In my previous blog I wrote about the importance of models to successfully complete a merger, acquisition or divestiture. Of course, one organization’s divestiture may be another one’s acquisition. In this blog post I’ll share one my personal experiences as a consultant, supporting two government agencies that were in the middle of this process.
In the recent past, I have been involved with a government agency in the healthcare domain that had to transfer a substantial part of its tasks to another agency. This required them first to gain a clear understanding of their business processes and application landscape. The next step was to define where the cut would be made, and it turned out that a substantial part of the IT landscape needed to be duplicated, in particular around the financial systems. However, the data involved needed to be separated cleanly, where compliance with privacy regulations was a major constraint.
At the receiving end, these processes, IT systems and data needed to ‘land’ on the infrastructure and be integrated with the existing organization. And because the tasks involved require extensive cooperation with other parties, both within and outside the government, this handover of tasks also entailed a major transfer of external interfaces with these parties.
The use of ArchiMate models by both organizations was very helpful in this whole process. This provided a clear view of the architecture, and allowed for analyzing the numerous projects in this migration program and their dependencies, identifying the applications that needed to be duplicated, defining the interfaces to the outside world that needed to be transferred, assessing the risks involved, and much more.
Both organizations use BiZZdesign’s software, which further facilitated this transfer. For example, color views and heat maps of the application landscape were used extensively by both teams. These were used to highlight, for example, which projects worked on which applications, which lead them to uncover white spots in the landscape that no project was taking care of, and applications that were in scope for multiple projects. The figure below shows an (anonymized and simplified) example of this, showing an application landscape with a color view depicting the projects involved with each application. You see for example that several projects deal with the “FIN” application. These need to be planned very carefully to avoid them running into each other.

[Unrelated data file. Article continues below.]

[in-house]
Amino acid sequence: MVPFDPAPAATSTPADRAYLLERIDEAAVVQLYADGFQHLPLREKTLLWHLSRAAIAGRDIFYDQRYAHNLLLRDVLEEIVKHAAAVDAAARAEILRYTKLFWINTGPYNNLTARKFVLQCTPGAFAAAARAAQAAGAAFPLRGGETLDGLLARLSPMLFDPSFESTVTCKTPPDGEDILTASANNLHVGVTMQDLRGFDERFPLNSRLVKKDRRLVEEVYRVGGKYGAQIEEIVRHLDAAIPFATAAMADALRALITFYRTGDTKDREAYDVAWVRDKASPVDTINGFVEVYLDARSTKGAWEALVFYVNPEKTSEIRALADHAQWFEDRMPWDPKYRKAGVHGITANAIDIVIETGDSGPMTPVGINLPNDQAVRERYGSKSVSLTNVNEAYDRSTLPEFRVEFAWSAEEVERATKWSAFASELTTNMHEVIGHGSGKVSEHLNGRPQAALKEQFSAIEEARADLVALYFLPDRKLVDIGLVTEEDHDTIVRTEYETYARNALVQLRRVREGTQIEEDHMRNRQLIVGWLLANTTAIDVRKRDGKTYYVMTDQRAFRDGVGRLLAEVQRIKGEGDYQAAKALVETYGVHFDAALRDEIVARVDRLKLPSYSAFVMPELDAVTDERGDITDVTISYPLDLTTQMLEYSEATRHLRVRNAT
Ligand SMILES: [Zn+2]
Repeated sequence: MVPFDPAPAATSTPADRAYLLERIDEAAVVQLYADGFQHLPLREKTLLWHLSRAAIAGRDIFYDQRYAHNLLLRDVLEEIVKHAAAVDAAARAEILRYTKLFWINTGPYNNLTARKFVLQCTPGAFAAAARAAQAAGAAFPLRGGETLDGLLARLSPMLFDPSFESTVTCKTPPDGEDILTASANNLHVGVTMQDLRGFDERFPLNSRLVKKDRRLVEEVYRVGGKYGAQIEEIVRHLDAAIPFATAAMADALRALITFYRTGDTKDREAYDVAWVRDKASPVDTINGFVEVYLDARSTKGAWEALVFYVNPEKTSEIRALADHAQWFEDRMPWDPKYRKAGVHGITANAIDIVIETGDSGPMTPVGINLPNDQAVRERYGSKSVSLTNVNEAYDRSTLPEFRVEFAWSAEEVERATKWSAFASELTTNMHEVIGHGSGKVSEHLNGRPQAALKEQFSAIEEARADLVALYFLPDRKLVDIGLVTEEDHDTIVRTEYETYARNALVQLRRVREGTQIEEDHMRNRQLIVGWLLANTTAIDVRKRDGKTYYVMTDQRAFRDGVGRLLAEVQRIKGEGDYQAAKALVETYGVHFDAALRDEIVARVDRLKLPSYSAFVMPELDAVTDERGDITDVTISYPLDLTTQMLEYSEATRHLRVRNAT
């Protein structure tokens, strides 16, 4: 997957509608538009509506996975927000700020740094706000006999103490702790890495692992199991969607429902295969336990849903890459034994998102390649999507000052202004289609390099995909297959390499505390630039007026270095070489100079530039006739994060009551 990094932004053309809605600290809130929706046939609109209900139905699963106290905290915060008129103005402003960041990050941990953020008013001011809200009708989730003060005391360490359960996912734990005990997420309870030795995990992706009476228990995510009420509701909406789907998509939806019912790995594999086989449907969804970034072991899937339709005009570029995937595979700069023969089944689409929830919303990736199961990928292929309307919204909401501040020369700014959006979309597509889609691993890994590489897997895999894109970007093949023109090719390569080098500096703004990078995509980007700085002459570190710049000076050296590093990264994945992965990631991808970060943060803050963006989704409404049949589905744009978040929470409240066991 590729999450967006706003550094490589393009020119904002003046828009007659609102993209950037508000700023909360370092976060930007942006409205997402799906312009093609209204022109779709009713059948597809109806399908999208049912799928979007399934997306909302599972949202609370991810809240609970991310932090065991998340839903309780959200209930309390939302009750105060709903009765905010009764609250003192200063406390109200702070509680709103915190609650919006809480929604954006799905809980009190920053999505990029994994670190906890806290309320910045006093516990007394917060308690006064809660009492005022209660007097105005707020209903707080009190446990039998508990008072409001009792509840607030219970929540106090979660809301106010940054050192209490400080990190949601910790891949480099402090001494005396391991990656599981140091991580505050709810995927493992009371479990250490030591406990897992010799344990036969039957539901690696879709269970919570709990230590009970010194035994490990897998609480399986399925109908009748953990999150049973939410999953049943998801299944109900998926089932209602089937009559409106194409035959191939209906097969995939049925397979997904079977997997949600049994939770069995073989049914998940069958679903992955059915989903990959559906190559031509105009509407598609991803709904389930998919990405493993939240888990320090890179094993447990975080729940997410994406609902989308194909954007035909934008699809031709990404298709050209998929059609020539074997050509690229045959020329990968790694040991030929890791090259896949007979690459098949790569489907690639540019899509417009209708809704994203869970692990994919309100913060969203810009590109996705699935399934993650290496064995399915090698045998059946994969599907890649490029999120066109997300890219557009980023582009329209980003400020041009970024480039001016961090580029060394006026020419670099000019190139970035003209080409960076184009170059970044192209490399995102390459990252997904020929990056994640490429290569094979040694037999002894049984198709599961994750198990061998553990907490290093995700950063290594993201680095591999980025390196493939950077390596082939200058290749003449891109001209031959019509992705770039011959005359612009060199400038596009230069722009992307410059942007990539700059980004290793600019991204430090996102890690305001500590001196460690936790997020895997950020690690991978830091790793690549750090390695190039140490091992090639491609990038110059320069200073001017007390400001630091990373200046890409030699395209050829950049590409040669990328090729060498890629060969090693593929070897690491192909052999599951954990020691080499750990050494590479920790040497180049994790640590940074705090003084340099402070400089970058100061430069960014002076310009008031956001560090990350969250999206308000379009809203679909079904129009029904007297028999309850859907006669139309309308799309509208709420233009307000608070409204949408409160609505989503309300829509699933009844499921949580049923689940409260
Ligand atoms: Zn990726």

An application landscape with a color view depicting the projects involved with each application.
Another use was to show the different phases (plateaus) in the migration program, which helped to analyze dependencies between projects based on the applications they were taking care of. For example, some applications had to be moved in the same phase, because of their mutual connections or shared data. The program management made extensive use of these and other reports in planning, managing and controlling the program, and the architects involved found the models indispensable to foster a smooth transfer of processes, systems and data.
This is just one example from my personal experience. At BiZZdesign, we have extensive experience with the use of our software in the context of M&A and divestiture. The fact sheet you can download below contains several other examples.
Independent research confirms this. As witnessed by Gartner’s report on Critical Capabilities for Enterprise Architecture Tools, Enterprise Studio scores best in class for making smarter decisions faster, where C-level, business managers, EA teams, strategy team, PMO, PPM, and others collaborate in analysis and decision support on strategic initiatives. M&A and divestiture are prime examples of this, and Enterprise Studio’s support can really make a difference here.